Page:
Rules are wonderful constructs to keep us all acting in a predictable manner. There are rules at school, there are rules at work, there are rules on the web, there are a shit ton of rules for ownership, and there are rules for how to enforce other rules. Society works because we consciously follow all it's rules all the time, right? Probably not.
The Public Good
The spirit of the law (motivation) is for the public good, or at least that's my interpretation*. A majority of people understand and embrace a shared sense of values, but not at the expense of (non-violent) minorities.
A handful of rules make sense to each of us. They harmonize with our personal sense of right and wrong, and these are the ideals we embrace and choose to live by. The rest are at best reasonable guidelines, and at worst trample individual freedom. Unenforceable rules erode public trust in a common sense of justice. So why does each culture construct a legal system that defies any single expert's ability to comprehend and interpret? The half lives of social rules and legislation are ill suited to modern cultures which are fragmented with diverse values. Don't get me wrong, some old rules are our finest, but societies novelty filter for making new rules is out of whack.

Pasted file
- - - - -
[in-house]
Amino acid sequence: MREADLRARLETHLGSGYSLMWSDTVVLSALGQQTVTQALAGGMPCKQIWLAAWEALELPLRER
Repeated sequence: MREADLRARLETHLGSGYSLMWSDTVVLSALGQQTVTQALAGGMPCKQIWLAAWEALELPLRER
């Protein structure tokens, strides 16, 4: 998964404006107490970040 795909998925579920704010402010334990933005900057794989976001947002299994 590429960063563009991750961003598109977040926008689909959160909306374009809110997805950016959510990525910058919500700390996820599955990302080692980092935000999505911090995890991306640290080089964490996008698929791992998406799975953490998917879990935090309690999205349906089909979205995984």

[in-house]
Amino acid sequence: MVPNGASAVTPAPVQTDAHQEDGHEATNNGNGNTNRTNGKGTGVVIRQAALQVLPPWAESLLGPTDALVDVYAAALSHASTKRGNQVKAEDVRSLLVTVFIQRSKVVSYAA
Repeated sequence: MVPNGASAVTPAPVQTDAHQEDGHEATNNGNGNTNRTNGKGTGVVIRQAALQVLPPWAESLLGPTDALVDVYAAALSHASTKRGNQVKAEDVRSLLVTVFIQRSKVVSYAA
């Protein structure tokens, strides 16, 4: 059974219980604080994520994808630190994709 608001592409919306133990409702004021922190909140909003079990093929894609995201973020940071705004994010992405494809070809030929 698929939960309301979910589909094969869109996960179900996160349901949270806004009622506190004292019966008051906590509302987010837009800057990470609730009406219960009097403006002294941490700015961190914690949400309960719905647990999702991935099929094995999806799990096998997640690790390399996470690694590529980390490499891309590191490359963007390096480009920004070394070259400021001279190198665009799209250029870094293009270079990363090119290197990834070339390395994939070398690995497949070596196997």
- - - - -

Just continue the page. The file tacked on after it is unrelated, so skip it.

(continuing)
the hacker's abstraction of law
My hypothesis: the smallest intersection of rules necessary to maintain a functioning society is all that law should be. Rules can never replace reason when it comes to the nuances of lifestyle choice. The rest of the rules are noise and a tax on our society. A tax we can ill afford to pay.
Those who wield legal authority to cage personal freedom are no different than those who abuse the liberty of others outside of law.
*= what public good means to me: peaceful coexistence with maximum individual liberty
One of the most attractive aspects of startups to me is their ability to disrupt the financial pillars of old thinking. It's one thing if Apple's market cap exceeds that of Exxon (not yet), but a real "magical and revolutionary" event would be the fragmentation of financial markets.